By Sonny Atumah
It is the sign of the time as the global economy falters again. What appeared as a three-year-old marriage between OPEC and its ally, OPEC+, to support oil prices and erase the glut on the market headed for dissolution because of perceived irreconcilable differences between partners turned opponents. Last week, OPEC recommended additional production cuts of 1.5 million barrels per day, bpd starting in April and extending until the end of the year. However, OPEC-ally Russia rejected the additional production cuts to shore up prices, with its energy minister, Alexander Novak, saying that from April the country’s oil producers will be pumping oil as usual, without compliance to any OPEC+ quotas. Saudi Arabia in a counter said it was cutting the prices for its oil and planning a production increase, to supply 12.3 million bpd in April, well above its current production levels of 9.7 million bpd, Saudi Aramco CEO Amin Nasser said on Tuesday. Has Russia become the bump in the road, as it is not willing to budge? Russia is the world’s second-biggest oil exporter after Saudi Arabia. Russia’s point of view is that the OPEC+ agreement has become meaningless.
Russians explained that by ceding ground on their markets, they would take cheaper Arab and Russian oil off the market only to clear the coast for more expensive United States shale production to help its production efficiency. The tension is escalating and developing into an all-out war between gladiators, OPEC represented by Saudi Arabia and OPEC+ personified by Russia. It may be the Armageddon, a time of catastrophic conflict for crude oil-producing nations if allowed to become a festering sore. Saudi energy minister Prince Abdulaziz bin Salman did not sound interested in meeting with Russia anytime soon.
He could not see the wisdom for holding meetings in May-June when necessary action was required in this crisis period of coronavirus. The disagreement between Russia and Saudi Arabia last week sent crude oil prices into crash-dive. International benchmark Brent crude traded at US$34.24 on Monday night, down by 24.36 per cent, while the United States West Texas Intermediate (WTI) stood at US$30.86, approximately 25.24 per cent lower. Both benchmarks dropped to their lowest levels since February 2016 and recorded their biggest one-day percentage declines since January 1991, at the outset of the first Gulf War. Oil prices traded up on Wednesday, with WTI at US$32.94, and Brent at US$35.71 after Monday’s massive price slump when Saudi Arabia waged a full-on oil price war.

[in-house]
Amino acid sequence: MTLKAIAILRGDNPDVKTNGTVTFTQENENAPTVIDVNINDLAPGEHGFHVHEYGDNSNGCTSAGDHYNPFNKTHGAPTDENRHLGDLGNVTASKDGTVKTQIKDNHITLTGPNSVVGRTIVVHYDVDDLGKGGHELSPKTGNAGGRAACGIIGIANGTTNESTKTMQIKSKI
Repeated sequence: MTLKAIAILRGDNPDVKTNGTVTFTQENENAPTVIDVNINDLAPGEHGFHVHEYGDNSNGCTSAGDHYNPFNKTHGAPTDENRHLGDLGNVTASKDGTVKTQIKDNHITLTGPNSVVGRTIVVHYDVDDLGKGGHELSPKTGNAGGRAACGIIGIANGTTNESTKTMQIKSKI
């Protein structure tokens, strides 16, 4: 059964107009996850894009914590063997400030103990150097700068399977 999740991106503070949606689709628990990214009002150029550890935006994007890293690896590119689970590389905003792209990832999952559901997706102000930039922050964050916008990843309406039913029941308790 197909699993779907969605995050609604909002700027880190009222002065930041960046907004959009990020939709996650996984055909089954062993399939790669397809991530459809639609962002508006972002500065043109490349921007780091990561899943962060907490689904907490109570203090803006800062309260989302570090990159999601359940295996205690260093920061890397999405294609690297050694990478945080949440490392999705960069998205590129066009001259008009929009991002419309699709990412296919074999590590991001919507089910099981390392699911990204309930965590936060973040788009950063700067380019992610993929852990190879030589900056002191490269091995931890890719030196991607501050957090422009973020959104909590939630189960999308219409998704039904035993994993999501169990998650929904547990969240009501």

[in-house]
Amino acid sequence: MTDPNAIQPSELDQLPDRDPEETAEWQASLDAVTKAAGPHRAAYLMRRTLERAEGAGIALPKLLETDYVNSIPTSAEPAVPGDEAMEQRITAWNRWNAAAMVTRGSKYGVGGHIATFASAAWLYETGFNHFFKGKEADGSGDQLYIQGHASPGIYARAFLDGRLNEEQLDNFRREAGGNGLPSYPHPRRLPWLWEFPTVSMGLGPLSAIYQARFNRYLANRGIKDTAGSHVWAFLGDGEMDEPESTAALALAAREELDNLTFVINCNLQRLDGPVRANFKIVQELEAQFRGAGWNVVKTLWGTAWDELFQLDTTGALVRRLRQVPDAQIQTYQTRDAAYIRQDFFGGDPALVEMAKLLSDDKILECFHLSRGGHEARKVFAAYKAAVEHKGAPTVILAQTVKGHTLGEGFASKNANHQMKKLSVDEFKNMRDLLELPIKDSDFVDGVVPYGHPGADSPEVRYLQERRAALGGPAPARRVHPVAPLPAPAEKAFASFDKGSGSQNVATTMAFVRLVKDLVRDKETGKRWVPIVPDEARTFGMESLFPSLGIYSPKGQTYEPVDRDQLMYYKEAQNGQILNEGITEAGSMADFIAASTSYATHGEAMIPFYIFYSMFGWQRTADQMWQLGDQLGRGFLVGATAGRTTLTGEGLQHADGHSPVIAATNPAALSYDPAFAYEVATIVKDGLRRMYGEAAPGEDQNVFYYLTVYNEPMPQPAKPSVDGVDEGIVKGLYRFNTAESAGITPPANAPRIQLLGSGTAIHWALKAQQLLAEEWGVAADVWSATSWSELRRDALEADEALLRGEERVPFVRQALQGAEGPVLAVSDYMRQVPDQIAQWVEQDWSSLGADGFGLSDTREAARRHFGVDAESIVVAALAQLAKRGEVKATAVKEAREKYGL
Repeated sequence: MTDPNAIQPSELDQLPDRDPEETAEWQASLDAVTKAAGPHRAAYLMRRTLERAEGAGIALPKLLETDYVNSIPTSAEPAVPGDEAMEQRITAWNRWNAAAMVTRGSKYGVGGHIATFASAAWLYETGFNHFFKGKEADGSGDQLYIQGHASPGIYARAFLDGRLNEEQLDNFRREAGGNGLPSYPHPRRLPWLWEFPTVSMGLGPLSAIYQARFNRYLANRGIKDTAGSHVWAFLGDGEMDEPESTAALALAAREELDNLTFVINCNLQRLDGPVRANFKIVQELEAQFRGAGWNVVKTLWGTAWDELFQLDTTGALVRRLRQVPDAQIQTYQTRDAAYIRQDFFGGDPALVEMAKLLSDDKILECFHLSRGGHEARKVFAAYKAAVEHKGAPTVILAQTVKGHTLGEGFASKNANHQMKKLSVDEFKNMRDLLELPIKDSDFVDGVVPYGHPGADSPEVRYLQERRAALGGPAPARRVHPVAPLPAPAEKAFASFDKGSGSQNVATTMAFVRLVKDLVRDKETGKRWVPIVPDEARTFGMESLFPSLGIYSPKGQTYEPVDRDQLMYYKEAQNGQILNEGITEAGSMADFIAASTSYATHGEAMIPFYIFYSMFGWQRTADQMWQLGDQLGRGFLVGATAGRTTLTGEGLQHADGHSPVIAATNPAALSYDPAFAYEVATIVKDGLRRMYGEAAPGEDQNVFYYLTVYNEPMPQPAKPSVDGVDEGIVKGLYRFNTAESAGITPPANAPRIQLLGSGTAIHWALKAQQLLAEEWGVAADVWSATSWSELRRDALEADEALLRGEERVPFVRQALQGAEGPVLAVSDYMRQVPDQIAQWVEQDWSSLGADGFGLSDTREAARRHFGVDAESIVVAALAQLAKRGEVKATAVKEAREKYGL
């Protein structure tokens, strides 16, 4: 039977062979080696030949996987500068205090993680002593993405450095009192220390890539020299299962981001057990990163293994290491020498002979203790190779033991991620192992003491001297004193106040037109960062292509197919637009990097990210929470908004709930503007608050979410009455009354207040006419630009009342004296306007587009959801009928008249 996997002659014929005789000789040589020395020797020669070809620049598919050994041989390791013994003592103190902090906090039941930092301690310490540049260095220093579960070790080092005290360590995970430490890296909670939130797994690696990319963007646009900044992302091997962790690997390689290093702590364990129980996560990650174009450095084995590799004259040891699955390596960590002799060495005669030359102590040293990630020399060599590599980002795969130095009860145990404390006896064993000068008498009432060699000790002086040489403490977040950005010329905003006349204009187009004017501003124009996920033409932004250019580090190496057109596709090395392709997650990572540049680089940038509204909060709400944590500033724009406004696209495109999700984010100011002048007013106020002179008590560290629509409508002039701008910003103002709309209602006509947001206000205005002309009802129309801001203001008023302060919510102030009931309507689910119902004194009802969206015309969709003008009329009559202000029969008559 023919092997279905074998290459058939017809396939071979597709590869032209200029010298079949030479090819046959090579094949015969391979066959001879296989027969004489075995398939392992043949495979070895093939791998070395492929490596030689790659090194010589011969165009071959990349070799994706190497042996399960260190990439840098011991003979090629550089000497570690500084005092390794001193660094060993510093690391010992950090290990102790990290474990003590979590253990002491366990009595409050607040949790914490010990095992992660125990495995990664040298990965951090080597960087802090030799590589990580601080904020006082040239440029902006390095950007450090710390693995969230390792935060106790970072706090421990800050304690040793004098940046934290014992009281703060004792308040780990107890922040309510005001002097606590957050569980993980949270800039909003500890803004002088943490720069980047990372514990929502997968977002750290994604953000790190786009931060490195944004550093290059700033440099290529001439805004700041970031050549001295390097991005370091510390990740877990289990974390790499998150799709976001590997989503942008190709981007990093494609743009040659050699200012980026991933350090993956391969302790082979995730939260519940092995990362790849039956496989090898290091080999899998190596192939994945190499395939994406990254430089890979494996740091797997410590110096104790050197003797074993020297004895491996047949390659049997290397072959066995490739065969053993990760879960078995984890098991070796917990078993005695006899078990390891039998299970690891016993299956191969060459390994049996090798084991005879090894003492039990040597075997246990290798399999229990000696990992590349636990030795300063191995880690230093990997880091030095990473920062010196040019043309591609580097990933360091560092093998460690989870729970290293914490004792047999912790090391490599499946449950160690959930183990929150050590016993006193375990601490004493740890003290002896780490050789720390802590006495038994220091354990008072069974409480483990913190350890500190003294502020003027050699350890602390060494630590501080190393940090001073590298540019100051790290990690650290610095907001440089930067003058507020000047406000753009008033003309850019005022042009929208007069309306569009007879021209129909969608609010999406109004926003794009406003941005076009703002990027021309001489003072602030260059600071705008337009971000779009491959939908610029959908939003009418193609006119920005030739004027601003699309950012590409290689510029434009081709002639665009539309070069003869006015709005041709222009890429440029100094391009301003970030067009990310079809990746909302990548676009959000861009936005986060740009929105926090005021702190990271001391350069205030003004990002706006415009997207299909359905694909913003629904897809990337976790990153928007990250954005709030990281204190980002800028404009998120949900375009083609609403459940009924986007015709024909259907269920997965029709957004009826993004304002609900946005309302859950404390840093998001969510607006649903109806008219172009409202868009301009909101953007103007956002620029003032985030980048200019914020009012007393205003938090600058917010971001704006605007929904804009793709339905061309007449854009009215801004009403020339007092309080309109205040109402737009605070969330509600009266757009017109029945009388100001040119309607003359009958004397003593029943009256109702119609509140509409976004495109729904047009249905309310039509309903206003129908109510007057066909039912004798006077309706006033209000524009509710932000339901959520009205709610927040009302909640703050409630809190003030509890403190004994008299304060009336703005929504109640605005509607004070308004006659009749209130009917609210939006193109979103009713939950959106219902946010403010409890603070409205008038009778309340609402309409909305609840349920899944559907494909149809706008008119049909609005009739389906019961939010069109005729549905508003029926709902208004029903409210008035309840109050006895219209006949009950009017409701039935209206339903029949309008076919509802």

There are unconfirmed reports that
Saudi Arabia is simulating budgeting exercises for oil crashes to between US$12 to US$20 per barrel. It is also looking at an extreme scenario in which oil falls below US$10. The Saudis say their after-tax breakeven costs for producing fields were below US$10 per barrel, compared with just over US$20 per barrel for the UAE, more than US$40 per barrel for Russia, and almost US$50 per barrel for Nigeria. Russia’s response is that it can withstand the price war for 6 to 10 years if the price range for crude is from US$25 to US$30 per barrel. The 2020 fiscal breakeven price for Russian crude is US$42.4 per barrel. It has a foreign reserve of US$500 billion, meaning it is prepared for the price war. OPEC+ appears to be Saudi Arabia and Russia. Of the members subject to supply curbs, just four Kuwait, Russia, Saudi Arabia and the United Arab Emirates account for 70 per cent of the oil freeze. Others as disciples gaze as grass widows whose husbands would be away for prolonged periods. Saudi Arabia has plans to increase crude shipments to Asia, selling at discounted rates as part of its oil war strategy. The renewed oil price slump has hit countries revenues. Crude oil guarantees foreign reserves for transactions by oil-dependent nations. This battle will impose intense hardship in many oil-producing countries, with political implications that are difficult to predict.
However, an analyst says that apart from China, the epicentre of COVID-19, the price war is a tripartite one. The picture is that of an ambitious spender in Saudi Arabia with a reserve in a sovereign wealth fund, pumping at will be a low-cost producer. Russians have experienced oil price crashes, and have braced up for lower oil prices. The third leg of the tripod is the United States, which oil-producing companies, are grappling with insufficient cash for dividends and a heavy debt burden. For now, the United States shale producers appear to be wringing their hands and may become the first victim of the price war. A number of shale companies announced budget cuts at the start of the week. A decline in US shale oil production of 1-2million bpd from the current total US oil production of 13.1million bpd is the expectation of Russia. Russia may have decided that the time is now to pull away from the rug from under the feet of the shale oil producers. Many American oil companies could face bankruptcy and dividend payments challenges if the price pressure goes on for long. That may signal a layoff notice period for American workers. That appears to the Russian target. A last-minute deal between Russia and OPEC before the expiry of the current cuts at the end of March 2020 is very unlikely, though Mexico is mediating.